Coat of arms of Prussia
The state of Prussia developed from the State of the Teutonic Order. The original flag of the Teutonic Knights had been a cross on a white flag. Emperor Frederick II in 1229 granted them the right to use the black Eagle of the Holy Roman Empire and this Prussian Eagle remained the coats of arms of the successive Prussian states until 1947. On January 27,1701, King Frederick I changed his arms as prince-elector of Brandenburg, the older arms of the electors of Brandenburg depicted a red eagle on a white background. Henceforth, the Prussian eagle, now royally crowned and with FR on its breast, was placed in an escutcheon on the shield with 25 quarters instead of the electoral scepter, all the helmets made way for one royal crown. The wild men—figures from Germanic and Celtic mythology representing the Lord of the Beasts or Green Man— that held the arms of Prussia are probably taken from the arms of Pomerania or Denmark. A wild man and a woman have held the shield of the principality of Schwarzburg in Thuringia.
Two wild men and a woman have been included in the seal of Bergen op Zoom since 1365. A decree from 11 February 1701 placed a crown on the Prussian escutcheon, the king ordained that the whole should be placed on a royal pavilion after the French and Danish examples. When William III, Prince of Orange and King of England, died on March 19,1702 and this was to support his claim as heir general, although the Frisian branch of the House of Orange-Nassau claimed it as well. Although Mecklenburg-Strelitz protested, Emperor Joseph I gave permission to Frederick in October 1712 and this design was twice officially altered but was not fundamentally changed since. The electoral scepter had its own shield under the electoral cap, around the shield, with 36 quarters, appeared the Order of the Black Eagle with a crowned helmet resting on top. The wild men held banners of Prussia and Brandenburg and behind the pavilion rose a Prussian banner after the example of the French Oriflamme, the motto Gott mit uns appeared on the pedestal.
Frederick William I followed his father on the throne on February 25,1713, according to Ströhl he gave the eagle a scepter and orb. He made an arrangement with the Frisian Nassaus over the title to the Principality of Orange, besides the arms of Orange, he officially added Veere and Vlissingen on July 29,1732. The king added East Frisia to his arms, claiming it in case the prince would die without heir, a fourth escutcheon appeared among the 36 quarters. Frederick II became king on May 31,1740 and he laid claim to the duchy of Silesia after the death of Emperor Charles VI and declared war on Charles daughter and heir, Maria Theresa of Austria, thereby starting the Silesian Wars. Frederick II was followed by his nephew, Frederick William II, Frederick William II inherited the Franconian cadet branches of the House of Hohenzollern in 1791
The German Empire was the historical German nation state that existed from the unification of Germany in 1871 to the abdication of Kaiser Wilhelm II in 1918, when Germany became a federal republic. The German Empire consisted of 26 constituent territories, with most being ruled by royal families and this included four kingdoms, six grand duchies, five duchies, seven principalities, three free Hanseatic cities, and one imperial territory. Although Prussia became one of kingdoms in the new realm, it contained most of its population and territory. Its influence helped define modern German culture, after 1850, the states of Germany had rapidly become industrialized, with particular strengths in coal, iron and railways. In 1871, it had a population of 41 million people, and by 1913, a heavily rural collection of states in 1815, now united Germany became predominantly urban. During its 47 years of existence, the German Empire operated as an industrial, Germany became a great power, boasting a rapidly growing rail network, the worlds strongest army, and a fast-growing industrial base.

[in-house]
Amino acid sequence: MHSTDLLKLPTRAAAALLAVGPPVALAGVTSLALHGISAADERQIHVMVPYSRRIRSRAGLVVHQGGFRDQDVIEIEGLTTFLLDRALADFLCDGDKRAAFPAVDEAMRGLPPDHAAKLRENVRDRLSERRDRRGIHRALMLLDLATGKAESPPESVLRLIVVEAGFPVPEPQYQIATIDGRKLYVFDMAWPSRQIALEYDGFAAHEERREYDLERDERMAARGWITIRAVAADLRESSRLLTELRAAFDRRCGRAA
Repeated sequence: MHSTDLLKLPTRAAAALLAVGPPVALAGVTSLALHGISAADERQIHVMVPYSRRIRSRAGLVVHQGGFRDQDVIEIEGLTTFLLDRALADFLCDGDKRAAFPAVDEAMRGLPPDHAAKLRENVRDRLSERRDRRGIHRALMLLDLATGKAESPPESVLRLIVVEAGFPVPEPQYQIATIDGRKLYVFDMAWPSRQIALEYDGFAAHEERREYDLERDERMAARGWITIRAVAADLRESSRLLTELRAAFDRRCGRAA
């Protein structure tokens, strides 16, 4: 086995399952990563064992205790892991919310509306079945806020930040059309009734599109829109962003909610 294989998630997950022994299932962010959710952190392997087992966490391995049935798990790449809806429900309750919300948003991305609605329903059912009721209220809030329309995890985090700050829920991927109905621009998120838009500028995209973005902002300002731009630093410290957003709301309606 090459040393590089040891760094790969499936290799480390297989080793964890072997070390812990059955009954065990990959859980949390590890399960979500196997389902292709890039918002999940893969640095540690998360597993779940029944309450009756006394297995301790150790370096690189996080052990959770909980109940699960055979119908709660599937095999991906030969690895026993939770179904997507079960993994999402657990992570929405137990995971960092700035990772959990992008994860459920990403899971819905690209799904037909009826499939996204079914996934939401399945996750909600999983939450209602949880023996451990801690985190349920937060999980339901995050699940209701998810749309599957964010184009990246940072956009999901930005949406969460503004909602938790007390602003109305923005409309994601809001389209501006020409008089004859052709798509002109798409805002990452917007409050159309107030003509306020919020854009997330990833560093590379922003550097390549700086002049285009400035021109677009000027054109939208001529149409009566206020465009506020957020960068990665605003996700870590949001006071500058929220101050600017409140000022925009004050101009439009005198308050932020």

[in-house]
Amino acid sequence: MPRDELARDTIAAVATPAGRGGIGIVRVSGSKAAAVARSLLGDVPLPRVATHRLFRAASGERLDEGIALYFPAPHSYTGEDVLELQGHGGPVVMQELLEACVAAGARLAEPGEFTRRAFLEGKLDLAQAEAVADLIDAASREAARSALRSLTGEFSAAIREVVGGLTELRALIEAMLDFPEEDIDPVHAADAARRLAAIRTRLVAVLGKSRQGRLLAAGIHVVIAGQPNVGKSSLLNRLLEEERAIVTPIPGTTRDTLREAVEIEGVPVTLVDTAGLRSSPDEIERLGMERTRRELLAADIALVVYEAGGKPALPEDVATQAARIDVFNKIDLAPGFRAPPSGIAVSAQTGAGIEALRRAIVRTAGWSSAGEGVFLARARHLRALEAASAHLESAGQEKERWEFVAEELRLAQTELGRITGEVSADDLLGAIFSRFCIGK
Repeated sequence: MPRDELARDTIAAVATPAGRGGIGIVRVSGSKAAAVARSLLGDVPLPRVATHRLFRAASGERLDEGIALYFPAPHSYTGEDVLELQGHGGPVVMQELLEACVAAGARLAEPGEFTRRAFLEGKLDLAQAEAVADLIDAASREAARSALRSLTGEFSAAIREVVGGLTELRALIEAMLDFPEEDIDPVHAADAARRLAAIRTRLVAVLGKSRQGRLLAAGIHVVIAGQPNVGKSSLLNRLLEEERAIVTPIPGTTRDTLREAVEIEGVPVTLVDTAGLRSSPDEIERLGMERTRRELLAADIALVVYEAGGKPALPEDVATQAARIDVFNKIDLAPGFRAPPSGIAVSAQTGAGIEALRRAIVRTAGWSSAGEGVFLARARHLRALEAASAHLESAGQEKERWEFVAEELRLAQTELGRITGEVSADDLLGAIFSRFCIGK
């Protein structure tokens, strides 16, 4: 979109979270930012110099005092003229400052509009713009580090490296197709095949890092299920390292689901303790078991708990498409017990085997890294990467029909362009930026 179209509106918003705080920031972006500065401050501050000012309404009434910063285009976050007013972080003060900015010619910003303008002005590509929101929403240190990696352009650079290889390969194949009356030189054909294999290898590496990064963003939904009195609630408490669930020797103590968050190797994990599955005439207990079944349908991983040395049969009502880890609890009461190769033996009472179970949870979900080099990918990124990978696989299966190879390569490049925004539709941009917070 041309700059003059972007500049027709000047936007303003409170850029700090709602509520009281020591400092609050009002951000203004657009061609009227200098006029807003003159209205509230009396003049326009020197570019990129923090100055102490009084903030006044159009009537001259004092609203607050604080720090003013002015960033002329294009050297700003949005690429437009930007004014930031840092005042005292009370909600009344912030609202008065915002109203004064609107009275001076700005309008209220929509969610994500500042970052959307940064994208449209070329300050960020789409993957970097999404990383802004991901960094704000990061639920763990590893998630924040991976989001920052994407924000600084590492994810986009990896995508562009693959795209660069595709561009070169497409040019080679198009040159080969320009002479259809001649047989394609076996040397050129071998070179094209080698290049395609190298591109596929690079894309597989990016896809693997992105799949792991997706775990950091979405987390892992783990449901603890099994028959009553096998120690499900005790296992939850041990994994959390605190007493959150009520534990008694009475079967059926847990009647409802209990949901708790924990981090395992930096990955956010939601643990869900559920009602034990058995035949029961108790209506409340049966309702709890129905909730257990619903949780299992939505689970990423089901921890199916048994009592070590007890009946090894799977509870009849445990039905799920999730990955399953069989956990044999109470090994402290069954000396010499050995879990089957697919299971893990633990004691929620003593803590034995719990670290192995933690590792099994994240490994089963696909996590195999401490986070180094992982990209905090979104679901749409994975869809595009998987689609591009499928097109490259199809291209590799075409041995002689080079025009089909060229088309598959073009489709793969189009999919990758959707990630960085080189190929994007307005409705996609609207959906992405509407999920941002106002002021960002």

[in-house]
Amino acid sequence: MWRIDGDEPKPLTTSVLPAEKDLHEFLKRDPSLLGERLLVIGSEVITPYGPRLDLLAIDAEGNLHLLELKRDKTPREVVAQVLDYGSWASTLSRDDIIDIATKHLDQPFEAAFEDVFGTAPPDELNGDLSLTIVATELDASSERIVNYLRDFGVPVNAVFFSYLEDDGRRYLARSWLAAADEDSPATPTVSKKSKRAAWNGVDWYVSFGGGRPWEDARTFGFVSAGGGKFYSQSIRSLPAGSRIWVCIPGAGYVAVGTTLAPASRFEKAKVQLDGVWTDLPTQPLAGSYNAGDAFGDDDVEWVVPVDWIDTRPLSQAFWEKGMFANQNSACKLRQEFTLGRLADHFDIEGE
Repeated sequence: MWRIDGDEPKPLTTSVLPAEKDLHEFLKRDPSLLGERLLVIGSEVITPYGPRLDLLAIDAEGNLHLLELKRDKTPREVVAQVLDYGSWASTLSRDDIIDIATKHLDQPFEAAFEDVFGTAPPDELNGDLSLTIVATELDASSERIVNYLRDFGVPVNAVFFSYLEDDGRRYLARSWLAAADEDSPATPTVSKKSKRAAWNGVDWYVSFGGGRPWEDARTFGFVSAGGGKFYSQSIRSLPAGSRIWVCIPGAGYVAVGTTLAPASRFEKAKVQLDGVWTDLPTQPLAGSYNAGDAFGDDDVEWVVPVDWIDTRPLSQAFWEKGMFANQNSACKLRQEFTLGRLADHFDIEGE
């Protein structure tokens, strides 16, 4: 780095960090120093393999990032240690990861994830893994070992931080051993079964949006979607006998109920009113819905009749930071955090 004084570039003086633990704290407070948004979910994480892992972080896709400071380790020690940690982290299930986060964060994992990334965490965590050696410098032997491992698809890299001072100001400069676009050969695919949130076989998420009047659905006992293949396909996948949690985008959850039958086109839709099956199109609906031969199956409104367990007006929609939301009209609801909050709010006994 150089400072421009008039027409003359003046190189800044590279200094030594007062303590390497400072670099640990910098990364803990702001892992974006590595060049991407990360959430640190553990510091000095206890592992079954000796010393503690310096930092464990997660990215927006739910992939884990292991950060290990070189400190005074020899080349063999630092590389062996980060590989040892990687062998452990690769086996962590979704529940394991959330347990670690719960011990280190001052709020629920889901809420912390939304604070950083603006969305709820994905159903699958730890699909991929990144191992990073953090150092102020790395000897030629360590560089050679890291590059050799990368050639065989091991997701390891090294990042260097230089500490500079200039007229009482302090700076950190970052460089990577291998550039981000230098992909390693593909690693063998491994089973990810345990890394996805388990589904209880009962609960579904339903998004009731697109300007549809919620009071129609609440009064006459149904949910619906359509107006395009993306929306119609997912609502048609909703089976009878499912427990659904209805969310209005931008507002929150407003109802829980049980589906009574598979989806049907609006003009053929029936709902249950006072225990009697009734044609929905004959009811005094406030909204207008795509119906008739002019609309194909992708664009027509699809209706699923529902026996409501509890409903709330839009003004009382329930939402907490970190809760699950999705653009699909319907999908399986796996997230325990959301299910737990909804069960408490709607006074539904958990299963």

In less than a decade, its navy became second only to Britains Royal Navy, after the removal of Chancellor Otto von Bismarck by Wilhelm II, the Empire embarked on a bellicose new course that ultimately led to World War I. When the great crisis of 1914 arrived, the German Empire had two allies and the Austro-Hungarian Empire, however, left the once the First World War started in August 1914. In the First World War, German plans to capture Paris quickly in autumn 1914 failed, the Allied naval blockade caused severe shortages of food. Germany was repeatedly forced to send troops to bolster Austria and Turkey on other fronts, Germany had great success on the Eastern Front, it occupied large Eastern territories following the Treaty of Brest-Litovsk. German declaration of unrestricted submarine warfare in early 1917 was designed to strangle the British, it failed, but the declaration—along with the Zimmermann Telegram—did bring the United States into the war. Meanwhile, German civilians and soldiers had become war-weary and radicalised by the Russian Revolution and this failed, and by October the armies were in retreat, Austria-Hungary and the Ottoman Empire had collapsed, Bulgaria had surrendered and the German people had lost faith in their political system.
The Empire collapsed in the November 1918 Revolution as the Emperor and all the ruling monarchs abdicated, and a republic took over. The German Confederation had been created by an act of the Congress of Vienna on 8 June 1815 as a result of the Napoleonic Wars, German nationalism rapidly shifted from its liberal and democratic character in 1848, called Pan-Germanism, to Prussian prime minister Otto von Bismarcks pragmatic Realpolitik. He envisioned a conservative, Prussian-dominated Germany, the war resulted in the Confederation being partially replaced by a North German Confederation in 1867, comprising the 22 states north of the Main. The new constitution and the title Emperor came into effect on 1 January 1871, during the Siege of Paris on 18 January 1871, William accepted to be proclaimed Emperor in the Hall of Mirrors at the Palace of Versailles. The second German Constitution was adopted by the Reichstag on 14 April 1871 and proclaimed by the Emperor on 16 April, the political system remained the same.